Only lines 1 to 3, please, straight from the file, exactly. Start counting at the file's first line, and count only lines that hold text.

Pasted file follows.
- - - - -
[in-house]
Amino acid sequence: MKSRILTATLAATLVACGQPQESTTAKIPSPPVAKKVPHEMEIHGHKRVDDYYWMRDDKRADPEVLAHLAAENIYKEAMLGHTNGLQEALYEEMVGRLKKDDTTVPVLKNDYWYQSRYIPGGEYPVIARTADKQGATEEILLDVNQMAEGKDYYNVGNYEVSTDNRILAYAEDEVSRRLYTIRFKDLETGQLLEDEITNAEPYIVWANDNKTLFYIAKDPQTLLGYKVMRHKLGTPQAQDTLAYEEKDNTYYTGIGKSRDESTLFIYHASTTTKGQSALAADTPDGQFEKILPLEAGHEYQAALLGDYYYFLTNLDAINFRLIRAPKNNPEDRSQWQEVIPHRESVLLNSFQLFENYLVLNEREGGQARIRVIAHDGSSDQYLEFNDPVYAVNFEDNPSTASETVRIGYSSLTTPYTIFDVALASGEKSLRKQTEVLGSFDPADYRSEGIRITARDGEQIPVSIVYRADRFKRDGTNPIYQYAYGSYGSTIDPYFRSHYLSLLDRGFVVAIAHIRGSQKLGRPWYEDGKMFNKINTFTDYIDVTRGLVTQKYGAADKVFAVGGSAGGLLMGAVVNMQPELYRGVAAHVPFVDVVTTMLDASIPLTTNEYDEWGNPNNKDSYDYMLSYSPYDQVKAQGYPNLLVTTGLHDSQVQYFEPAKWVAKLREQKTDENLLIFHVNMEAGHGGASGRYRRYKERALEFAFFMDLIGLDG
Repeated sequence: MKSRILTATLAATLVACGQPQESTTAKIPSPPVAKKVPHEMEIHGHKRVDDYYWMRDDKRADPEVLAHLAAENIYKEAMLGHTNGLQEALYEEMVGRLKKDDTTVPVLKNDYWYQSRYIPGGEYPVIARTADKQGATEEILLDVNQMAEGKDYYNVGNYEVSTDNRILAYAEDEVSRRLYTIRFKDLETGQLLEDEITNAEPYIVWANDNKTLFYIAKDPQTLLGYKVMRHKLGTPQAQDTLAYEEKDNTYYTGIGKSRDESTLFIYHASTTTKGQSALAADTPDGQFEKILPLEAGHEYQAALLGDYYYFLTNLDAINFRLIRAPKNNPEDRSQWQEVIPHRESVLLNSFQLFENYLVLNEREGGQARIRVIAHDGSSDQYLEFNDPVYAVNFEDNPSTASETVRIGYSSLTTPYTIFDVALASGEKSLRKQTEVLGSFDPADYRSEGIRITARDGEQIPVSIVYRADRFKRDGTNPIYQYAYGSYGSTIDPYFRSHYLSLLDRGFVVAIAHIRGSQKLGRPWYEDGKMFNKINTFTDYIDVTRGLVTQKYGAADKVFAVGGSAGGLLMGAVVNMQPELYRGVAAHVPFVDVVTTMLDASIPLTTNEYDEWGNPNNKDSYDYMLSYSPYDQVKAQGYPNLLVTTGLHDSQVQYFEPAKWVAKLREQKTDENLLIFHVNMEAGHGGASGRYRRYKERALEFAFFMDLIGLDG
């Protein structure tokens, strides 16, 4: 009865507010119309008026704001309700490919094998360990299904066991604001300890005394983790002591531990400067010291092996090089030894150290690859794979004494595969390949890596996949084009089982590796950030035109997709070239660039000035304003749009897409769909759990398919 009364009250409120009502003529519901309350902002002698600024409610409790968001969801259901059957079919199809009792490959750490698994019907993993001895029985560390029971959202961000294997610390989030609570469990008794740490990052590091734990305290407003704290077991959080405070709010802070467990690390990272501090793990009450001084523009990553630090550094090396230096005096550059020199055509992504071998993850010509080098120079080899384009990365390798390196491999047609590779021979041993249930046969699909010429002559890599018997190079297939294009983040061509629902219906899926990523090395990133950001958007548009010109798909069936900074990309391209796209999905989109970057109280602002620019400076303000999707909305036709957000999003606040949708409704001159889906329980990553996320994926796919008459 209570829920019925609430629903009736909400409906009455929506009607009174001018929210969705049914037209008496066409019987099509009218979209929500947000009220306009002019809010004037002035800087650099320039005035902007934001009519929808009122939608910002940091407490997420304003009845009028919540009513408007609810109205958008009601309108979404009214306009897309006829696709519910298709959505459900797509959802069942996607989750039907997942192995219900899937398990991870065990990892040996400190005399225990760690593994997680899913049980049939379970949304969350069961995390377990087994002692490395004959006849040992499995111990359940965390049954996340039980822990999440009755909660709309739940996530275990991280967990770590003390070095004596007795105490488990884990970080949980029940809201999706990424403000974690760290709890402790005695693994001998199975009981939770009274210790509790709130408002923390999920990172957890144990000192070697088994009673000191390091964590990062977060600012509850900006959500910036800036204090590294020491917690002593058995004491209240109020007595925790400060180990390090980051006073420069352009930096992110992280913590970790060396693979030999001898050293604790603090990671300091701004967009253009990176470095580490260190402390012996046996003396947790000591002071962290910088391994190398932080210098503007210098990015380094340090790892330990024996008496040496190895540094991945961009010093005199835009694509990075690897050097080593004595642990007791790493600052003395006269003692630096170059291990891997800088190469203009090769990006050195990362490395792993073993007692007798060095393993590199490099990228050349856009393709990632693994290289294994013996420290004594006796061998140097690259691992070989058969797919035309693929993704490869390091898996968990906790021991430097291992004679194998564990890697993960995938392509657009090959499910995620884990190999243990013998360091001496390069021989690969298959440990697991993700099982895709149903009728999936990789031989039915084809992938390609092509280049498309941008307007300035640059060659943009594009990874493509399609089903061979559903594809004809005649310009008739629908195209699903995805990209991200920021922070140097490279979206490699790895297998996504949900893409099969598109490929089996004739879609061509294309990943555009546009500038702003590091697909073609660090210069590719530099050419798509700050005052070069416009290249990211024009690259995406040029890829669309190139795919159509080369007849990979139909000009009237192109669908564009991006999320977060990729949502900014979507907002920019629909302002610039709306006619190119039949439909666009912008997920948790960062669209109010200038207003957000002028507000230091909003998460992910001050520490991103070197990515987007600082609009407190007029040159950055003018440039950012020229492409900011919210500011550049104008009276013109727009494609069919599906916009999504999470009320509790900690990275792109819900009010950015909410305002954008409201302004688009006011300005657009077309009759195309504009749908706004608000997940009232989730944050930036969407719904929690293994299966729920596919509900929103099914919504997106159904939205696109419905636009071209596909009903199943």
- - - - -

[in-house]
Amino acid sequence: MKSRILTATLAATLVACGQPQESTTAKIPSPPVAKKVPHEMEIHGHKRVDDYYWMRDDKRADPEVLAHLAAENIYKEAMLGHTNGLQEALYEEMVGRLKKDDTTVPVLKNDYWYQSRYIPGGEYPVIARTADKQGATEEILLDVNQMAEGKDYYNVGNYEVSTDNRILAYAEDEVSRRLYTIRFKDLETGQLLEDEITNAEPYIVWANDNKTLFYIAKDPQTLLGYKVMRHKLGTPQAQDTLAYEEKDNTYYTGIGKSRDESTLFIYHASTTTKGQSALAADTPDGQFEKILPLEAGHEYQAALLGDYYYFLTNLDAINFRLIRAPKNNPEDRSQWQEVIPHRESVLLNSFQLFENYLVLNEREGGQARIRVIAHDGSSDQYLEFNDPVYAVNFEDNPSTASETVRIGYSSLTTPYTIFDVALASGEKSLRKQTEVLGSFDPADYRSEGIRITARDGEQIPVSIVYRADRFKRDGTNPIYQYAYGSYGSTIDPYFRSHYLSLLDRGFVVAIAHIRGSQKLGRPWYEDGKMFNKINTFTDYIDVTRGLVTQKYGAADKVFAVGGSAGGLLMGAVVNMQPELYRGVAAHVPFVDVVTTMLDASIPLTTNEYDEWGNPNNKDSYDYMLSYSPYDQVKAQGYPNLLVTTGLHDSQVQYFEPAKWVAKLREQKTDENLLIFHVNMEAGHGGASGRYRRYKERALEFAFFMDLIGLDG
Repeated sequence: MKSRILTATLAATLVACGQPQESTTAKIPSPPVAKKVPHEMEIHGHKRVDDYYWMRDDKRADPEVLAHLAAENIYKEAMLGHTNGLQEALYEEMVGRLKKDDTTVPVLKNDYWYQSRYIPGGEYPVIARTADKQGATEEILLDVNQMAEGKDYYNVGNYEVSTDNRILAYAEDEVSRRLYTIRFKDLETGQLLEDEITNAEPYIVWANDNKTLFYIAKDPQTLLGYKVMRHKLGTPQAQDTLAYEEKDNTYYTGIGKSRDESTLFIYHASTTTKGQSALAADTPDGQFEKILPLEAGHEYQAALLGDYYYFLTNLDAINFRLIRAPKNNPEDRSQWQEVIPHRESVLLNSFQLFENYLVLNEREGGQARIRVIAHDGSSDQYLEFNDPVYAVNFEDNPSTASETVRIGYSSLTTPYTIFDVALASGEKSLRKQTEVLGSFDPADYRSEGIRITARDGEQIPVSIVYRADRFKRDGTNPIYQYAYGSYGSTIDPYFRSHYLSLLDRGFVVAIAHIRGSQKLGRPWYEDGKMFNKINTFTDYIDVTRGLVTQKYGAADKVFAVGGSAGGLLMGAVVNMQPELYRGVAAHVPFVDVVTTMLDASIPLTTNEYDEWGNPNNKDSYDYMLSYSPYDQVKAQGYPNLLVTTGLHDSQVQYFEPAKWVAKLREQKTDENLLIFHVNMEAGHGGASGRYRRYKERALEFAFFMDLIGLDG